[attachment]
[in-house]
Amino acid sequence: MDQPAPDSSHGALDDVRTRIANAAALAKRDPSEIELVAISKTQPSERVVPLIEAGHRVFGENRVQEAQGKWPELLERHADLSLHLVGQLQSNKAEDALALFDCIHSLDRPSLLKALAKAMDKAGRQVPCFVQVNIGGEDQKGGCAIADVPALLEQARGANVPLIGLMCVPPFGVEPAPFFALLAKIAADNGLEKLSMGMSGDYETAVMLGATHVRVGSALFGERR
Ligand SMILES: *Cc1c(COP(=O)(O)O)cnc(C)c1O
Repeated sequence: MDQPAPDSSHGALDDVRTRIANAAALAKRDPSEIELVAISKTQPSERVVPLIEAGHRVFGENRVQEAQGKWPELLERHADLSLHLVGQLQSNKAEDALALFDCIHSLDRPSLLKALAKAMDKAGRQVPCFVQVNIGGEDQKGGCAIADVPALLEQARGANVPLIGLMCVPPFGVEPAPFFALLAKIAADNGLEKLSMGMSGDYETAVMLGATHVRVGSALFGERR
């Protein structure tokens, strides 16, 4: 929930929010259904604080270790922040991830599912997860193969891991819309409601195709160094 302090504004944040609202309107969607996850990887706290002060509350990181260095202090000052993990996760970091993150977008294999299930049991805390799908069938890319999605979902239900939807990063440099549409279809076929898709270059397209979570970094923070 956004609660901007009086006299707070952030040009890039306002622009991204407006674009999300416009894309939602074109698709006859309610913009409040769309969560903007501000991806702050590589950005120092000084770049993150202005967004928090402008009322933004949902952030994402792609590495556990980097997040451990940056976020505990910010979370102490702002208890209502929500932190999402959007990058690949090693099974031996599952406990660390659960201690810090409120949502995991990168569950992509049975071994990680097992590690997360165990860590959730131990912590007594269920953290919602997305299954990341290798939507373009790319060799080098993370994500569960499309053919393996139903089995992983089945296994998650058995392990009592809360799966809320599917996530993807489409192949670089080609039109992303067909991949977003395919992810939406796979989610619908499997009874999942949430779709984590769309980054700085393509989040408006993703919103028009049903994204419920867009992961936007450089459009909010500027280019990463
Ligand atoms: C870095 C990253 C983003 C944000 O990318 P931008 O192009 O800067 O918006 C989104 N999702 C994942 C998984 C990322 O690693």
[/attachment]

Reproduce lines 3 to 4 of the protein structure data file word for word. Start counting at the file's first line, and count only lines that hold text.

Ligand SMILES: *Cc1c(COP(=O)(O)O)cnc(C)c1O
Repeated sequence: MDQPAPDSSHGALDDVRTRIANAAALAKRDPSEIELVAISKTQPSERVVPLIEAGHRVFGENRVQEAQGKWPELLERHADLSLHLVGQLQSNKAEDALALFDCIHSLDRPSLLKALAKAMDKAGRQVPCFVQVNIGGEDQKGGCAIADVPALLEQARGANVPLIGLMCVPPFGVEPAPFFALLAKIAADNGLEKLSMGMSGDYETAVMLGATHVRVGSALFGERR